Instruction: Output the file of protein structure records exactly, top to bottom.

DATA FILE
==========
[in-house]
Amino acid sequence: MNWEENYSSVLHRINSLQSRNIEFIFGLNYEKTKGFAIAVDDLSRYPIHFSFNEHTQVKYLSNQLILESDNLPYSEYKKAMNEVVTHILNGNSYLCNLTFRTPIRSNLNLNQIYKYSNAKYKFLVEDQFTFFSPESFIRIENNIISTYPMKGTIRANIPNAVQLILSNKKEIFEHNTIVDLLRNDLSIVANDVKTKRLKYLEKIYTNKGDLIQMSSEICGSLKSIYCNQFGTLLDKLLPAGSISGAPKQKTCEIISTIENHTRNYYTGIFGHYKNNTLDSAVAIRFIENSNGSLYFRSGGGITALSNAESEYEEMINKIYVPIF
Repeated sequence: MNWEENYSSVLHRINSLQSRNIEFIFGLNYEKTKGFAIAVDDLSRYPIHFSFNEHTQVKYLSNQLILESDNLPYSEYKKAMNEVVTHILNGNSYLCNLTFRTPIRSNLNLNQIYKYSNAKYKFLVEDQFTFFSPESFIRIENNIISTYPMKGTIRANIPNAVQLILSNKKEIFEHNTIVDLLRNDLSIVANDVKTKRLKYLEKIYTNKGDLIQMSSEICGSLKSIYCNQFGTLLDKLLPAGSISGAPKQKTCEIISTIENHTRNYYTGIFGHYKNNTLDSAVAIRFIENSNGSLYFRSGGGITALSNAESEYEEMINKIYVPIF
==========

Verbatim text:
[in-house]
Amino acid sequence: MNWEENYSSVLHRINSLQSRNIEFIFGLNYEKTKGFAIAVDDLSRYPIHFSFNEHTQVKYLSNQLILESDNLPYSEYKKAMNEVVTHILNGNSYLCNLTFRTPIRSNLNLNQIYKYSNAKYKFLVEDQFTFFSPESFIRIENNIISTYPMKGTIRANIPNAVQLILSNKKEIFEHNTIVDLLRNDLSIVANDVKTKRLKYLEKIYTNKGDLIQMSSEICGSLKSIYCNQFGTLLDKLLPAGSISGAPKQKTCEIISTIENHTRNYYTGIFGHYKNNTLDSAVAIRFIENSNGSLYFRSGGGITALSNAESEYEEMINKIYVPIF
Repeated sequence: MNWEENYSSVLHRINSLQSRNIEFIFGLNYEKTKGFAIAVDDLSRYPIHFSFNEHTQVKYLSNQLILESDNLPYSEYKKAMNEVVTHILNGNSYLCNLTFRTPIRSNLNLNQIYKYSNAKYKFLVEDQFTFFSPESFIRIENNIISTYPMKGTIRANIPNAVQLILSNKKEIFEHNTIVDLLRNDLSIVANDVKTKRLKYLEKIYTNKGDLIQMSSEICGSLKSIYCNQFGTLLDKLLPAGSISGAPKQKTCEIISTIENHTRNYYTGIFGHYKNNTLDSAVAIRFIENSNGSLYFRSGGGITALSNAESEYEEMINKIYVPIF